A member of the Board of Directors who has either never been employed by the company or who has not been employed with the company for at least a year or so. Also known as an “outside director.” When a Board of Director’s seat is filled by an existing employee of the Board’s corporation, that individual is considered an “inside director.”
Just as inside directors do, independent directors are governed by a fiduciary duty to act in the best interests of a corporation and its stockholders. Yet, even though both independent and inside directors are bound by the same duty, there are some differences between them. Independent directors serve as “fresh eyes” on a board, as they have not been recently tied to the ways in which the corporation does business. They may therefore be able to objectively spot weaknesses and strengths in a company’s operations that an inside director could not. Their independent background may also allow them to have less biased relationships with other company stakeholders. As a result, minority voices may have a more significant chance of being heard than they would if a member of an “old boys club” had taken the seat on the Board.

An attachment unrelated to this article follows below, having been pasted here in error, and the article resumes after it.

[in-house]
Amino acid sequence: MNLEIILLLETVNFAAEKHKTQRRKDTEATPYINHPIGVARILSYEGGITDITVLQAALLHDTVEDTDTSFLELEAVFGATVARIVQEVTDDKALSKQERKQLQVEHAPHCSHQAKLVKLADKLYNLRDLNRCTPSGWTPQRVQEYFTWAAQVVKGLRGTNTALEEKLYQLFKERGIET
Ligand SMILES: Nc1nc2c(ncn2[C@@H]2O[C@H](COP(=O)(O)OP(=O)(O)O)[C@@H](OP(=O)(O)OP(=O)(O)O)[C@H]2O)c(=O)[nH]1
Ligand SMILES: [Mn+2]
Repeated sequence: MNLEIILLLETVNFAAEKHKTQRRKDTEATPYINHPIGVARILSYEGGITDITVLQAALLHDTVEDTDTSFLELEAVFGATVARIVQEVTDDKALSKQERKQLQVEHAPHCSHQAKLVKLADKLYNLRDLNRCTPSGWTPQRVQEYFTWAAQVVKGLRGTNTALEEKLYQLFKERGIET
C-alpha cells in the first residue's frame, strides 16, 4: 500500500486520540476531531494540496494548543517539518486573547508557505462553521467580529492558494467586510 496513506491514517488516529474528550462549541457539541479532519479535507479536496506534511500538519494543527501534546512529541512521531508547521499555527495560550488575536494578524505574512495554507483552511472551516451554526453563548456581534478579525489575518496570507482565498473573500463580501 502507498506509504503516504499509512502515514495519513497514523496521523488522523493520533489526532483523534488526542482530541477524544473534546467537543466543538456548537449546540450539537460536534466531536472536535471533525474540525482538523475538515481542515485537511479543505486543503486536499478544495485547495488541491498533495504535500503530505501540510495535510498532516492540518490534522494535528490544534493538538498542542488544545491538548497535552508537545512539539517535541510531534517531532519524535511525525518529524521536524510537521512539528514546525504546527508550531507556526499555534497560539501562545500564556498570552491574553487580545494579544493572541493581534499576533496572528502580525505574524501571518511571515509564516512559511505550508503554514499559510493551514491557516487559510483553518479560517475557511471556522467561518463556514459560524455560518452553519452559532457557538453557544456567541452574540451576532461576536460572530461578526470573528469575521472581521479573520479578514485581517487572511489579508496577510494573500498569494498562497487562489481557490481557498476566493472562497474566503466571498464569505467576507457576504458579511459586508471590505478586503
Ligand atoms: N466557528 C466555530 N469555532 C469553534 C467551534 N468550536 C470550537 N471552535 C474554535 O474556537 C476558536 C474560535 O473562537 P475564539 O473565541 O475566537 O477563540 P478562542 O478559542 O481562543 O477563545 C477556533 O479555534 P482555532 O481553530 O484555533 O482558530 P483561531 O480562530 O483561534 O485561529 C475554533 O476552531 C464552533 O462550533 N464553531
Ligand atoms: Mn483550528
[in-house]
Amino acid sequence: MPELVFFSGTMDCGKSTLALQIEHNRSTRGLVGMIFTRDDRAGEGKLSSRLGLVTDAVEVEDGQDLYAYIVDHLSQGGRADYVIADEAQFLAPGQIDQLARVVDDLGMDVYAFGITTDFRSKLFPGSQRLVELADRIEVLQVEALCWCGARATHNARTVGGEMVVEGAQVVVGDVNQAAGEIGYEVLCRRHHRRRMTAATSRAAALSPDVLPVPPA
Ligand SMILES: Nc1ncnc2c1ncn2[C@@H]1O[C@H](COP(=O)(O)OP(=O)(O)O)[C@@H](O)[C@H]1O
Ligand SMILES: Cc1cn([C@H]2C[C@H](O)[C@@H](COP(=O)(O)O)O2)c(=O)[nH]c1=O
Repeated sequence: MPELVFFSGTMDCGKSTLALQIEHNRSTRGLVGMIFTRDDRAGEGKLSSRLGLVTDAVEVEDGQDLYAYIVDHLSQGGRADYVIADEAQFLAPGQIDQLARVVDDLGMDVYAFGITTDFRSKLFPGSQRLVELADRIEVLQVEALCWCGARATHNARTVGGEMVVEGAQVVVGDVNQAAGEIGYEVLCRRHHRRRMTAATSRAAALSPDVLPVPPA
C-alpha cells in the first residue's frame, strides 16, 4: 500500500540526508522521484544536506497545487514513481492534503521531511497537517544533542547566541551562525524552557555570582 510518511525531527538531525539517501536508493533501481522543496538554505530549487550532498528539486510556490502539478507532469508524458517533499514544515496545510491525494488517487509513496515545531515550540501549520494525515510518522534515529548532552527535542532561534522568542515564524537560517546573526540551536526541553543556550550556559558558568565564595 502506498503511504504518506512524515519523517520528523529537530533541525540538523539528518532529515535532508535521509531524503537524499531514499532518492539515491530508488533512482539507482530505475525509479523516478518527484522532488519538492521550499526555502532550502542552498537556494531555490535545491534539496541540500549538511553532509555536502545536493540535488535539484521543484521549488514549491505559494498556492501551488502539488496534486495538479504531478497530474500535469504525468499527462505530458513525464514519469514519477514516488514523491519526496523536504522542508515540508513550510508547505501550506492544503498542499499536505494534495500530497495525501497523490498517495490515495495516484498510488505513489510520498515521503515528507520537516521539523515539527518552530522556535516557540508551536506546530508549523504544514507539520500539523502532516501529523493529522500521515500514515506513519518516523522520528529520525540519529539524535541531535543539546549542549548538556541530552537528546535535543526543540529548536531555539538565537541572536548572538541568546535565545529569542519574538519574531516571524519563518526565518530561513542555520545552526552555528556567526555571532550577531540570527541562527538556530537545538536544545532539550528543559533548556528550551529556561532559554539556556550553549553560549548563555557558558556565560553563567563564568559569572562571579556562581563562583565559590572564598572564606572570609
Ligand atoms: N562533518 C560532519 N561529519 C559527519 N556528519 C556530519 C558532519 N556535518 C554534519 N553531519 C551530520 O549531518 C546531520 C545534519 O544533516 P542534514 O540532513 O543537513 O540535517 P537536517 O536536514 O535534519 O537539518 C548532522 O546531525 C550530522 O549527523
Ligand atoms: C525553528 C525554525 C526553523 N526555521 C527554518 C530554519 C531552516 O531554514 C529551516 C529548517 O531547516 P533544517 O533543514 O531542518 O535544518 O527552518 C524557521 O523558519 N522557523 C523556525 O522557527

With that said, inside directors may possess valuable institutional memory, a strong sense of a corporation’s culture and can “hit the ground running” without having to spend time learning how a company operates. In the end, companies can benefit from having both independent and inside directors.
Employee One: “I hear that the vacant Board seat has been filled by doctor, not an ordinary business executive.”
Employee Two: “That’s great. This company needs to shake things up and an independent director might help to ensure that gets done.”